Oh, yeah, and about the controller. Where in Zelda it's just a poor port of a traditional controller and in MonkeyBalls it's sensitivity is annoyingly inconsistent, in Elebits the controls are natural, consistent and smooth. They use it in ways that I don't think you could possibly manage with a traditional controller. For example, you can grab a boot from across the room and lift it up while at the same time pulling it towards you and tipping it over while shaking it so any elebits inside will fall out in the middle of the room closer to you, all the while you are walking out from behind a desk and moving to get a clear shot at those little 'bits if they do fall out of it. Let's pause a minute and think about the amount of controls needed here. There's the one analog stick for your movement, okay. There's another for the moving the boot up/down/left/right, okay. Then you've got something that will move the boot towards/away from you, let's say those would be your R1/R2 buttons. then there's the tipping the boot over, hrmm, L1/L2 perhaps? Then there's the actual firing of the gun that grabs the boot in the first place (you have to hold this one down), so that's A. But you're hold it down while you move the right analogue stick -- good luck with that one. Plus there's also the shaking the boot, guess that has to be B. And did I mention you could be doing all this while stretching up over the desk or crouching from under it? Okay, those would be two other buttons you need access to. To have done all this on a classic PS2 or GameCube controller would be awkward at best, if not downright impossible. Yet with the Wii, it's done using only one button on the WiiMote for firing (you pick which one works best for you, trigger or main), the buttons on the 'chuck (crouch/stretch) and the one analogue stick (motion), with the WiiMote's motion sensing taking the rest. And it all feels so perfect once you get used to it that it's like you are actually reaching into the game.
And a word about "once you get used to it". The game has a tutorial mode that it prompts you if you wish to use before you get started. And once you've played a few levels it again asks if you'd like to see the tutorial before it introduces a new gameplay concept. So the learning curve is very well managed. Not that there's much of a curve in the first place; I was having fun playing it within ten minutes (it felt more like five, but I wasn't timing) of loading the game and I haven't yet even glanced at the manual (I'm assuming it comes with one, didn't check yet).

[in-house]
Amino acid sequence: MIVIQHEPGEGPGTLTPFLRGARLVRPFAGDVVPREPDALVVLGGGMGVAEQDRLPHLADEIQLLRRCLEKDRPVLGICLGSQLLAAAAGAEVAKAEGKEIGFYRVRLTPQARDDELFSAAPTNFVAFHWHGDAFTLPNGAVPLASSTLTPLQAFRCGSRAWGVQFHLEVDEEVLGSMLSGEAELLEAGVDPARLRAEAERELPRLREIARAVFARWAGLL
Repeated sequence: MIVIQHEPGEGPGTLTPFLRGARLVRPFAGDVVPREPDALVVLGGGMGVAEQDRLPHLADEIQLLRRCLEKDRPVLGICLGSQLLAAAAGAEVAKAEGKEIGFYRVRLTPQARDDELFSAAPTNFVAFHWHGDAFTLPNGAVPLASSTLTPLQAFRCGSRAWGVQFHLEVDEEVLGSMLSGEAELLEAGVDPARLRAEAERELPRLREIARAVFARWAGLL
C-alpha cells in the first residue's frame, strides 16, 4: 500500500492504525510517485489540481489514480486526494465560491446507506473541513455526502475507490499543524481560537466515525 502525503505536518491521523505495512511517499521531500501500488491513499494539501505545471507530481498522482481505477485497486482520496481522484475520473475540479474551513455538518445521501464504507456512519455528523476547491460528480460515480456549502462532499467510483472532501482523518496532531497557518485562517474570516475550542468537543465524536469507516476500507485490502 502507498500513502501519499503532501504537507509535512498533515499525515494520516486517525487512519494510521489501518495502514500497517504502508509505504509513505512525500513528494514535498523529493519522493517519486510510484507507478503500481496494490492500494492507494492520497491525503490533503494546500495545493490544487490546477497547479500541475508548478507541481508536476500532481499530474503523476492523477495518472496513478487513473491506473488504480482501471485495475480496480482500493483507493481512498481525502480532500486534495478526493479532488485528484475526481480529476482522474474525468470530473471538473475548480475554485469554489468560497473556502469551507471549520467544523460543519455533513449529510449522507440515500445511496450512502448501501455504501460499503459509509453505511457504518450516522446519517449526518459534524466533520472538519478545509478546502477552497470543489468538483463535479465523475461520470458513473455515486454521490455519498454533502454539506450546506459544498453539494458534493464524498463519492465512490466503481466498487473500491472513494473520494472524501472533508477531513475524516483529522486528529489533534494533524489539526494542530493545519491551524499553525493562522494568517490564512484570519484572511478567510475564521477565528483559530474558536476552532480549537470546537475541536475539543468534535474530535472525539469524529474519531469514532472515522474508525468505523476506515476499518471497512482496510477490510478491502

In summary, Elebits is the first game that I've felt good about getting for the Wii. It is playful and fun with its style and approach. Each level goes quickly enough that you don't have time to get frustrated if you can't figure something out, you just start over and try a different way. It saves between each level so there's never a problem of "don't have time to play right now, have to be leaving in 20 miunutes". The controls work perfectly. I am very happy with it so far. Only problem I can see there being is a possible lack of levels. They did think about some of that, though in that each level, once completed, can be edited and special challenges can be created. Plus, it will go online and let you trade homemade levels with your friends (don't know how this works, still haven't gotten my Wii online yet).
Where previously I ranked MonkeyBall and Zelda at 3 and 4, respectively, and Wii Sports at a 6, I feel Elebits is easily a 7.5 or 8. Not good enough to skip work to play, but I have planned on playing it all day today (with perhaps a little break 'round lunch to work on getting some desert pictures up here for y'all). I'm very pleased with it and this makes me feel much better about the Wii overall (was getting worried, since the real success of a console lies in the games that come out for it, and two of my earlier experiences were not very good at all.).